All of this was justified with warnings about the imminent threat from “weapons of mass destruction” and ties between Baghdad and Al Qaeda. As the whole world now knows, it was all lies.

There were no WMDs and there was no Al Qaeda in Iraq until US imperialism overthrew the country’s government and tore its social fabric to pieces. In fact, there was no Al Qaeda at all before Washington set about inciting a bloody war by right-wing Islamists in Afghanistan in the 1980s.

In Libya and now in Syria, the Obama administration abandoned the “war on terrorism” pretext for an equally cynical and fraudulent justification for regime-change: “human rights.” In Libya, the US and NATO heavily bombed the country while organizing and arming Islamist-led militias in a sectarian war that destroyed all of the existing governmental and social structures. As in Iraq, it ended its war with the brutal murder of the country’s secular leader, Muammar Gaddafi.

Washington is carrying out a similar war for regime-change in Syria, backing Sunni Islamist and sectarian militias that are led by ISIS, the same force that has overrun much of Iraq. The US hopes to end this war with the assassination of a third secular Arab head of state, Bashar al-Assad.

Just last week, Obama proposed to funnel $500 million in arms to the Syrian “rebels”—weapons that everyone knows will end up in the hands of ISIS, which the US is supposedly committed to defeating in Iraq.

As the contradictions and deceptions of Washington’s policy become ever more glaring, US officials simply act as though the American people won’t notice, or will believe anything. Or, for that matter, they won’t see that $500 million can be conjured up instantly to pay for a criminal war, while working people are being told “there is no money” for health care, education, housing or jobs.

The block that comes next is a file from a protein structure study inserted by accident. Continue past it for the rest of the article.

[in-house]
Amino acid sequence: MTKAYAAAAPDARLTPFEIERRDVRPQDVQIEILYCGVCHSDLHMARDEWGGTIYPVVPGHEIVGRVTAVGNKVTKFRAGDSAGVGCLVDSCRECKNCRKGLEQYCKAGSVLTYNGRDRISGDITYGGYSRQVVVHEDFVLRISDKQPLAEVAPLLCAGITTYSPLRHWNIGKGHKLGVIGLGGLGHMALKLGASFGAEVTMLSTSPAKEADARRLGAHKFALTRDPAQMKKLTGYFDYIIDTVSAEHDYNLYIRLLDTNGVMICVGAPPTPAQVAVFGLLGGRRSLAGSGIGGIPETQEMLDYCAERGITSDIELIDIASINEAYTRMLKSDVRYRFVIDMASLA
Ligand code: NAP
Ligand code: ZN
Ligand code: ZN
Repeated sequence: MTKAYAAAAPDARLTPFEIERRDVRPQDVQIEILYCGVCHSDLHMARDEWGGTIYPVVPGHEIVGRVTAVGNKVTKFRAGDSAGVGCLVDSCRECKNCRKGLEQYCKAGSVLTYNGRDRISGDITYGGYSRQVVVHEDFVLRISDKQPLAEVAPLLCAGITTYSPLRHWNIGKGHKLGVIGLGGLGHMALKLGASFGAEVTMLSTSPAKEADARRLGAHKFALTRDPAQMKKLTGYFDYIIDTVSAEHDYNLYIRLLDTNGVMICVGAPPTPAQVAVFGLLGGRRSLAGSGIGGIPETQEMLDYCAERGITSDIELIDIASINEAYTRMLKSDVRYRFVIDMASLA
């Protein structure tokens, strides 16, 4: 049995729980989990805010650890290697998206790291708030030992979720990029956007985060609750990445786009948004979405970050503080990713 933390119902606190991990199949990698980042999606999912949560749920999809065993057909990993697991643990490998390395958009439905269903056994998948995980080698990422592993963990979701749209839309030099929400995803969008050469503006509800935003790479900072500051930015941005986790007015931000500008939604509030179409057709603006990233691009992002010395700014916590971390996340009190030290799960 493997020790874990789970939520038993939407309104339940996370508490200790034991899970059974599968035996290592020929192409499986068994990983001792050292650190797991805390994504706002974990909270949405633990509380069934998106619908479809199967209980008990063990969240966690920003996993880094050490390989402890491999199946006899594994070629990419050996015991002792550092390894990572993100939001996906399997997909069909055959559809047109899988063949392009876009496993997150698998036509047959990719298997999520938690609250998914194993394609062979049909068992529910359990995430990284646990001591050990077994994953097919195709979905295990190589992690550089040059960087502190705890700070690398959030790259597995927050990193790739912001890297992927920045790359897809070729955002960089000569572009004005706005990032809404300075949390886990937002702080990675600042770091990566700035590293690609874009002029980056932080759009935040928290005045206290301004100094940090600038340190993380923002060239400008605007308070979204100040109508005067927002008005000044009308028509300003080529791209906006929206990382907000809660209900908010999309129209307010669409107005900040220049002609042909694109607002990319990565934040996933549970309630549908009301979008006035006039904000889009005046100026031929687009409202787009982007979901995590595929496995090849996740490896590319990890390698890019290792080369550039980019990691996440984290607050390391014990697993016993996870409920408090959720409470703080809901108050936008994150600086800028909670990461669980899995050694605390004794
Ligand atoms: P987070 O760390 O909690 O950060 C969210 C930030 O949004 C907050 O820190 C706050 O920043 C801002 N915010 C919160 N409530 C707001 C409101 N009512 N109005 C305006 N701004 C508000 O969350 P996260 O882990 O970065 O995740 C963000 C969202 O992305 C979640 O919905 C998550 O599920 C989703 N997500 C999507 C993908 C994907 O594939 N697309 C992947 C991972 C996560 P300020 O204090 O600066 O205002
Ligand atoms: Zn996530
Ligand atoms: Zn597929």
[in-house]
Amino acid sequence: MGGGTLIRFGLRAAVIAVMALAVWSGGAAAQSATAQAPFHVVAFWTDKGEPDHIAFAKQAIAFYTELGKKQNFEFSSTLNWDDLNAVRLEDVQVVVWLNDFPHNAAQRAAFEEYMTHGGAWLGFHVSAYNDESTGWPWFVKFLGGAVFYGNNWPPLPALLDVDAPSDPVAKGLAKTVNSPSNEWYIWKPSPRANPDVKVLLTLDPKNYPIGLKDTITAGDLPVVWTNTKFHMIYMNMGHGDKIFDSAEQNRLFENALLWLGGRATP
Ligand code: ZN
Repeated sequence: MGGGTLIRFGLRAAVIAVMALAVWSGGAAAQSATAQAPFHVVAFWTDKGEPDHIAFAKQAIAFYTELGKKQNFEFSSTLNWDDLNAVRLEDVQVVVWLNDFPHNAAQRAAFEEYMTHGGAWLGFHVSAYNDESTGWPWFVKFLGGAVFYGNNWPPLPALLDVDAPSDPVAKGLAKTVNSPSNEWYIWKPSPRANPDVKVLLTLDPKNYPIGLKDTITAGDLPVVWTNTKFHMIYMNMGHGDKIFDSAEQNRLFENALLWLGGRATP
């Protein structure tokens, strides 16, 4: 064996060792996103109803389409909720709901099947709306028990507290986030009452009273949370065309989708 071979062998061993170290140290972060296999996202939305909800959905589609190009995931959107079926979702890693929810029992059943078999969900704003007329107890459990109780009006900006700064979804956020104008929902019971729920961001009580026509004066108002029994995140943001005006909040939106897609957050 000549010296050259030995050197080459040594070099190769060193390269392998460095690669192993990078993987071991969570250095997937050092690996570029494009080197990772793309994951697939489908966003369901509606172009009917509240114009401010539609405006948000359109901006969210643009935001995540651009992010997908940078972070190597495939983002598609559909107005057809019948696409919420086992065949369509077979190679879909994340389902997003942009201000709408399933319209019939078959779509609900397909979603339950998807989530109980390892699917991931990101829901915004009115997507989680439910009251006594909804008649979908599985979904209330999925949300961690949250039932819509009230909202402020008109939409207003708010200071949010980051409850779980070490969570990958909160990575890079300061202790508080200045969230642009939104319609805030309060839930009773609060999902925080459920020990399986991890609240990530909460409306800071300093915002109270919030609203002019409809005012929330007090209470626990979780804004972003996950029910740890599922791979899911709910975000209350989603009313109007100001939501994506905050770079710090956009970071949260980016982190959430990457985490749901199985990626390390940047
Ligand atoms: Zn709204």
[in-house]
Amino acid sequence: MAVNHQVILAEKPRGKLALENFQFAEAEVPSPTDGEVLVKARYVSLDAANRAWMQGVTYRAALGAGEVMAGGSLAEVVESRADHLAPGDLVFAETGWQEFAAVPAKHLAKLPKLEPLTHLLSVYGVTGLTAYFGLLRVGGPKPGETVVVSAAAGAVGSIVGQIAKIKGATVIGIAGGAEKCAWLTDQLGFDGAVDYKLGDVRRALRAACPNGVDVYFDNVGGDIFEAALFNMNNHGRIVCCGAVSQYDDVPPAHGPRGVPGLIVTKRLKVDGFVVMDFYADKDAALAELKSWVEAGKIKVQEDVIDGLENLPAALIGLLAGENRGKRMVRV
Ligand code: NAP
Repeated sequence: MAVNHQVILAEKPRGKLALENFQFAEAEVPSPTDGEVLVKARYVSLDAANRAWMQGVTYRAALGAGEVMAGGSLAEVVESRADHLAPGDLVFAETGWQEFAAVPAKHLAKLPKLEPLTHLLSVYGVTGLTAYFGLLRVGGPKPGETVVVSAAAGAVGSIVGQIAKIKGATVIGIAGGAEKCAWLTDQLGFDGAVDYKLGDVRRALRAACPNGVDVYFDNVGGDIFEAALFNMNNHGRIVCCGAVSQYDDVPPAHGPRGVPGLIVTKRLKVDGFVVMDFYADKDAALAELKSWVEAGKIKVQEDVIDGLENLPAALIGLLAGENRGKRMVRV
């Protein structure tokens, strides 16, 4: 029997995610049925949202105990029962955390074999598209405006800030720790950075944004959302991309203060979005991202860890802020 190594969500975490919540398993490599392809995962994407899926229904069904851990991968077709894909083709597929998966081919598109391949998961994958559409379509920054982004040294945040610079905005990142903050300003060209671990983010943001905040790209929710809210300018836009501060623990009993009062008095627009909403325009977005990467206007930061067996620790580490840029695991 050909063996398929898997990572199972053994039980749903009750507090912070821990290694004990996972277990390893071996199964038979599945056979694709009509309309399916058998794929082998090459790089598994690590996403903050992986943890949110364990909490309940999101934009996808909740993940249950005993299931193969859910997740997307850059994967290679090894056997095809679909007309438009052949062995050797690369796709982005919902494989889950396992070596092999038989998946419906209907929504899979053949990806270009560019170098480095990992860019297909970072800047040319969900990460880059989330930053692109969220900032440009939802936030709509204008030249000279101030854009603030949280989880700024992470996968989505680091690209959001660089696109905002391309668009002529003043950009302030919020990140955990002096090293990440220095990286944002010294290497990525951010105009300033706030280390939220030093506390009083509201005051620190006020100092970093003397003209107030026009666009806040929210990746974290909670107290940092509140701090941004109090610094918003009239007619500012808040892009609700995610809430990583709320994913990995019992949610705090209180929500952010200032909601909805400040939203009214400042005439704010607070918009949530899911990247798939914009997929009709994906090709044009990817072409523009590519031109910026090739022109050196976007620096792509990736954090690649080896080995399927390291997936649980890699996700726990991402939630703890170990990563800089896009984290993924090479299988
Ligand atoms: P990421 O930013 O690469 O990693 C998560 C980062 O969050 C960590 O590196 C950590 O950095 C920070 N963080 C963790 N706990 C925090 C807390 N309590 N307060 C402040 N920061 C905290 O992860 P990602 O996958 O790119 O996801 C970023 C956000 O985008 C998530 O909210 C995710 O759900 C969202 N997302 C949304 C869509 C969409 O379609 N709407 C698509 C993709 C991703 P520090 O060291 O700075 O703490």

The destruction that the US oligarchs have wrought in the Middle East, with all of its terrible human consequences, is the external manifestation of their destructive role within the US itself—smashing up the country’s manufacturing base, turning its economy into a gambling casino for financial parasites, destroying the jobs and living standards of millions of people. With no answers to the growing crisis at home, they turn to violence abroad, only compounding the catastrophes they have created overseas.

The “not responsibles” and “not guilties” from Kerry, Kristof, Friedman and the other advocates and apologists for American military aggression won’t wash. US imperialism is responsible for terrible crimes against humanity.

Yet no one has been held accountable. Not those in Washington—Bush, Cheney, Rumsfeld, Rice, Powell, et al.—who conspired to wage a war of aggression; not those in the current administration, from Obama on down, who conspired to shield their predecessors and continue the same predatory policies; not the military brass who carried out the war; not the private contractors who enriched themselves off of it; not the lying media that helped foist the war onto the American public; not the cowardly and conformist academics who justified and went along with it.

Together, they are responsible for the catastrophes that have been inflicted upon the peoples of Iraq, Libya and Syria.

Bill Van Auken